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Use of Prone Positioning in Nonintubated Patients With COVID-19 and Hypoxemic Acute Respiratory Failure

Educational Objective
To understand the effects of using Prone Positioning in Non-intubated Patients when treating COVID-19 patients
1 Credit CME

Patients with coronavirus disease 2019 (COVID-19) are at risk for acute respiratory distress syndrome.1 In intubated patients with severe acute respiratory distress syndrome, early and prolonged (at least 12 hours daily) prone positioning (PP) improves oxygenation and decreases mortality.2,3 Because intensive care units (ICUs) are overloaded with patients with COVID-19, awake PP may be useful to improve oxygenation and prevent ICU transfers.4 The objective of the study was to evaluate the feasibility, efficacy, and tolerance of PP in awake patients with COVID-19 hospitalized outside the ICU.

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Article Information

Corresponding Author: Xavier Elharrar, MD, Service des Maladies Respiratoires, Centre Hospitalier d’Aix-en-Provence, Avenue des Tamaris, 13100 Aix-en-Provence, France (xavierelharrar@hotmail.com).

Accepted for Publication: May 1, 2020.

Published Online: May 15, 2020. doi:10.1001/jama.2020.8255

Author Contributions: Drs Elharrar and Trigui had full access to all of the data in the study and take responsibility for the integrity of the data and the accuracy of the data analysis. Drs Elharrar and Trigui served as co–first authors, each with equal contribution to the manuscript.

Concept and design: Elharrar, Trigui, Prud’homme.

Acquisition, analysis, or interpretation of data: All authors.

Drafting of the manuscript: Elharrar, Trigui, Dols, Prud’homme.

Critical revision of the manuscript for important intellectual content: All authors.

Statistical analysis: Dols.

Administrative, technical, or material support: Martinez.

Supervision: Papazian.

Conflict of Interest Disclosures: Dr Papazian reported receiving personal fees from Air Liquide and Merck Sharp & Dohme, grants from Sedana, and nonfinancial support from Medtronic, Lowenstein, and Hamilton outside the submitted work. No other disclosures were reported.

Additional Contributions: We thank Alaïs Giraud, MS, Clinical Research Department, Aix-en-Provence Hospital, for her contribution in the protocol submission and generating the data for this study. We thank Laurence Maulin, MD, Laurent Lefebvre, MD, and Pascal Granier, MD, as co-investigators (Centre Hospitalier d’Aix-en-Provence, France). Michael Aubourg, MSc, and Pierre Castel, MiM, provided English editing service. None of these individuals received compensation for their contributions.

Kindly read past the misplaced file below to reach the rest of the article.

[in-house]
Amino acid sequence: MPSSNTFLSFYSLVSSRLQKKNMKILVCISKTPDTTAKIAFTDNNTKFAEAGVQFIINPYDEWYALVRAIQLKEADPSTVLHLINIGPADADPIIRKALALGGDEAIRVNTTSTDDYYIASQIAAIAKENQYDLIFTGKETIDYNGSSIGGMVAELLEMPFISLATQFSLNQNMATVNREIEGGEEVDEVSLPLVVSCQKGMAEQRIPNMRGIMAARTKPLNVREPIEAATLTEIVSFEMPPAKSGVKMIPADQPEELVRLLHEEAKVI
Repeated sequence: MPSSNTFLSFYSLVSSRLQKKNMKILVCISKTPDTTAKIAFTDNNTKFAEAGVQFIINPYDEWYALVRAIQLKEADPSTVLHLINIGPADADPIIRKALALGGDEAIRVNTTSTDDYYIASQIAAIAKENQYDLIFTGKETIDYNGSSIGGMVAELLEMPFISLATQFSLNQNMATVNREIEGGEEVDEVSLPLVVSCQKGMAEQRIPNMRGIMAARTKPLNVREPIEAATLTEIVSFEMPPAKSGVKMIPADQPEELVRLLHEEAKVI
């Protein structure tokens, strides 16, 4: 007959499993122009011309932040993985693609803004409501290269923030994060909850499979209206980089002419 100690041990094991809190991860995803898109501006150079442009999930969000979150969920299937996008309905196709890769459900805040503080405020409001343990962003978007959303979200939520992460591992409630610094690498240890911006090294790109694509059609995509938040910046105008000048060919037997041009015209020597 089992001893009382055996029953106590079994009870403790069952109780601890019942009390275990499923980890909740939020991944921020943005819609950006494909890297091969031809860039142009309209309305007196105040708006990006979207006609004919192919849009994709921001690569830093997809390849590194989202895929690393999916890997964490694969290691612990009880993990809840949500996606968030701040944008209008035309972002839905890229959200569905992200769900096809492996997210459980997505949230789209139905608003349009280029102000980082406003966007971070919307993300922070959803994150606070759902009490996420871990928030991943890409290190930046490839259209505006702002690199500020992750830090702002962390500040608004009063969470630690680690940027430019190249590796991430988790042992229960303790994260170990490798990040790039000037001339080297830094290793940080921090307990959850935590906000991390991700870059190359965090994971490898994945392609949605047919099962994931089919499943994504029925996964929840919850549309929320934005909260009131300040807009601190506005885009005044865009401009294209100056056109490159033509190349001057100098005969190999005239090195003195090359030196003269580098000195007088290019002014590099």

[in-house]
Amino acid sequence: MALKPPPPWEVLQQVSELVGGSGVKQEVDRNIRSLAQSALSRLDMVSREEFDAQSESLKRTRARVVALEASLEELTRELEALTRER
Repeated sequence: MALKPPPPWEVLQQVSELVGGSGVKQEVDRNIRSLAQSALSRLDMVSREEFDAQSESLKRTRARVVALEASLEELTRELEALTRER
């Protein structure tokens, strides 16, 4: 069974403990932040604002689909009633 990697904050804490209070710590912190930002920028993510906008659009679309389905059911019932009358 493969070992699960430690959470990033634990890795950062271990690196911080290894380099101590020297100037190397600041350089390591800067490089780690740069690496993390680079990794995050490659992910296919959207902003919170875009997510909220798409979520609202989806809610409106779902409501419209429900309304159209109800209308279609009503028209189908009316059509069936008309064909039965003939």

References
1.
Grasselli  G , Zangrillo  A , Zanella  A ,  et al; COVID-19 Lombardy ICU Network.  Baseline characteristics and outcomes of 1591 patients infected with SARS-CoV-2 admitted to ICUs of the Lombardy region, Italy.   JAMA. Published online April 6, 2020. doi:10.1001/jama.2020.5394 PubMedGoogle Scholar
2.
Munshi  L , Del Sorbo  L , Adhikari  NKJ ,  et al.  Prone position for acute respiratory distress syndrome. a systematic review and meta-analysis.   Ann Am Thorac Soc. 2017;14(supplement_4):S280-S288. doi:10.1513/AnnalsATS.201704-343OTPubMedGoogle ScholarCrossref
3.
Guérin  C , Reignier  J , Richard  J-C ,  et al; PROSEVA Study Group.  Prone positioning in severe acute respiratory distress syndrome.   N Engl J Med. 2013;368(23):2159-2168. doi:10.1056/NEJMoa1214103 PubMedGoogle ScholarCrossref
4.
Sun  Q , Qiu  H , Huang  M , Yang  Y .  Lower mortality of COVID-19 by early recognition and intervention: experience from Jiangsu Province.   Ann Intensive Care. 2020;10(1):33. doi:10.1186/s13613-020-00650-2 PubMedGoogle ScholarCrossref
5.
Scaravilli  V , Grasselli  G , Castagna  L ,  et al.  Prone positioning improves oxygenation in spontaneously breathing nonintubated patients with hypoxemic acute respiratory failure: a retrospective study.   J Crit Care. 2015;30(6):1390-1394. doi:10.1016/j.jcrc.2015.07.008 PubMedGoogle ScholarCrossref
6.
Ding  L , Wang  L , Ma  W , He  H .  Efficacy and safety of early prone positioning combined with HFNC or NIV in moderate to severe ARDS: a multi-center prospective cohort study.   Crit Care. 2020;24(1):28. doi:10.1186/s13054-020-2738-5 PubMedGoogle ScholarCrossref
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